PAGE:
Tuesday, January 17, 2012

SQL Server : Protocols

When an application communicates with the Database Engine, the application programming interfaces (APIs) exposed by the protocol layer formats the communication using a Microsoft-defined format called a tabular data stream (TDS) packet. The SQL Server Network Interface (SNI) protocol layer on both the server and client computers encapsulates the TDS packet inside a standard communication protocol, such as TCP/IP or Named Pipes. On the server side of the communication, the network libraries are part of the Database Engine. On the client side, the network libraries are part of the SQL Native Client. The configuration of the client and the instance of SQL Server determine which protocol is used. SQL Server can be configured to support multiple protocols simultaneously, coming from different clients. Each client connects to SQL Server with a single protocol. If the client program does not know which protocols SQL Server is listening on, you can configure the client to attempt multiple protocols sequentially. The following protocols are available:

Shared Memory The simplest protocol to use, with no configurable settings. Clients using the Shared Memory protocol can connect only to a SQL Server instance running on the same computer, so this protocol is not useful for most database activity. Clients using MDAC 2.8 or earlier cannot use the Shared Memory protocol. If such a connection is attempted, the client is switched to the Named Pipes protocol.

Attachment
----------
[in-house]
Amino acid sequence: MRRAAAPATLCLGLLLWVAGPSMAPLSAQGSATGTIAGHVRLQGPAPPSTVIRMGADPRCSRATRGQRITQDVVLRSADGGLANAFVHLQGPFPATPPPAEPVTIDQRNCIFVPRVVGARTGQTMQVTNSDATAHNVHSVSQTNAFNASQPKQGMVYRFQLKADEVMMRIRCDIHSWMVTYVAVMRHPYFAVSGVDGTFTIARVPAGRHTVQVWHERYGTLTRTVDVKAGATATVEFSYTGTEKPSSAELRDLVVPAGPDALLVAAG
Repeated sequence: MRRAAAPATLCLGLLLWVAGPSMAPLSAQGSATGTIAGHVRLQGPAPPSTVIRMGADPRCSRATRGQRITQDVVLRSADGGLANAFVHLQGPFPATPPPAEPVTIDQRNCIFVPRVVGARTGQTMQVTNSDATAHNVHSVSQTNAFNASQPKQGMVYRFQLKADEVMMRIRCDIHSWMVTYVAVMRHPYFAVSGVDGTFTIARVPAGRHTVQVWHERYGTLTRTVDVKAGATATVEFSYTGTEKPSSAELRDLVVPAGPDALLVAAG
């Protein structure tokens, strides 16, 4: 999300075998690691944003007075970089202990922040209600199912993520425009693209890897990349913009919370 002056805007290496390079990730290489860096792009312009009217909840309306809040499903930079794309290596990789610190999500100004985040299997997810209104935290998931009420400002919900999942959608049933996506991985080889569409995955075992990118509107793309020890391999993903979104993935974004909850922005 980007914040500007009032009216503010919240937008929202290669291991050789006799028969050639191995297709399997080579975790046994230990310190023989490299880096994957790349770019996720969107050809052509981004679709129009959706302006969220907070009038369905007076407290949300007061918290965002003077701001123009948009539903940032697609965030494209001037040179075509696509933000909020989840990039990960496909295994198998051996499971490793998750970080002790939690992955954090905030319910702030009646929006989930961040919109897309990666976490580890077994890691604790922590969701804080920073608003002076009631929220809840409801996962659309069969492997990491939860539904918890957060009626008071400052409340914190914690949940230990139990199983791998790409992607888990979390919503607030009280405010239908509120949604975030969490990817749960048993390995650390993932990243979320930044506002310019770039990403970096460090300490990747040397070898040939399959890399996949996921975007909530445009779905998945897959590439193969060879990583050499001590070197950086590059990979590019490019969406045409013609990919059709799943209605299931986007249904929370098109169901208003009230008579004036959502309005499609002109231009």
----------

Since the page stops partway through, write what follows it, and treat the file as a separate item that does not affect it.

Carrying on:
Named Pipes A protocol developed for local area networks (LANs). A portion of memory is used by one process to pass information to another process, so that the output of one is the input of the other. The second process can be local (on the same computer as the first) or remote (on a networked computer).

TCP/IP The most widely used protocol over the Internet. TCP/IP can communicate across interconnected networks of computers with diverse hardware architectures and operating systems. It includes standards for routing network traffic and offers advanced security features. Enabling SQL Server to use TCP/IP requires the most configuration effort, but most networked computers are already properly configured.

Virtual Interface Adapter (VIA) A protocol that works with VIA hardware. This is a specialized protocol; configuration details are available from your hardware vendor.

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